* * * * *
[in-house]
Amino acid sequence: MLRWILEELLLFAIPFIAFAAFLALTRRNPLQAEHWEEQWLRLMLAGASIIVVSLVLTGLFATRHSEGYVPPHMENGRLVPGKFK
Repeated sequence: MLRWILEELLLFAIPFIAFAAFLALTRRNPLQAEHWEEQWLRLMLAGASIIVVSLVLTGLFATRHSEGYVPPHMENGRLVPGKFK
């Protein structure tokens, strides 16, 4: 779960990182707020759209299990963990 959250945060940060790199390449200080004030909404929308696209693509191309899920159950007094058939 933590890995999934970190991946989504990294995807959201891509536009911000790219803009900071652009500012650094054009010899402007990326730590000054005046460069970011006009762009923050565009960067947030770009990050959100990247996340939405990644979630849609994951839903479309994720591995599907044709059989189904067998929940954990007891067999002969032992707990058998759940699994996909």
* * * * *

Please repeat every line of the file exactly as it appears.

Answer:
[in-house]
Amino acid sequence: MLRWILEELLLFAIPFIAFAAFLALTRRNPLQAEHWEEQWLRLMLAGASIIVVSLVLTGLFATRHSEGYVPPHMENGRLVPGKFK
Repeated sequence: MLRWILEELLLFAIPFIAFAAFLALTRRNPLQAEHWEEQWLRLMLAGASIIVVSLVLTGLFATRHSEGYVPPHMENGRLVPGKFK
């Protein structure tokens, strides 16, 4: 779960990182707020759209299990963990 959250945060940060790199390449200080004030909404929308696209693509191309899920159950007094058939 933590890995999934970190991946989504990294995807959201891509536009911000790219803009900071652009500012650094054009010899402007990326730590000054005046460069970011006009762009923050565009960067947030770009990050959100990247996340939405990644979630849609994951839903479309994720591995599907044709059989189904067998929940954990007891067999002969032992707990058998759940699994996909």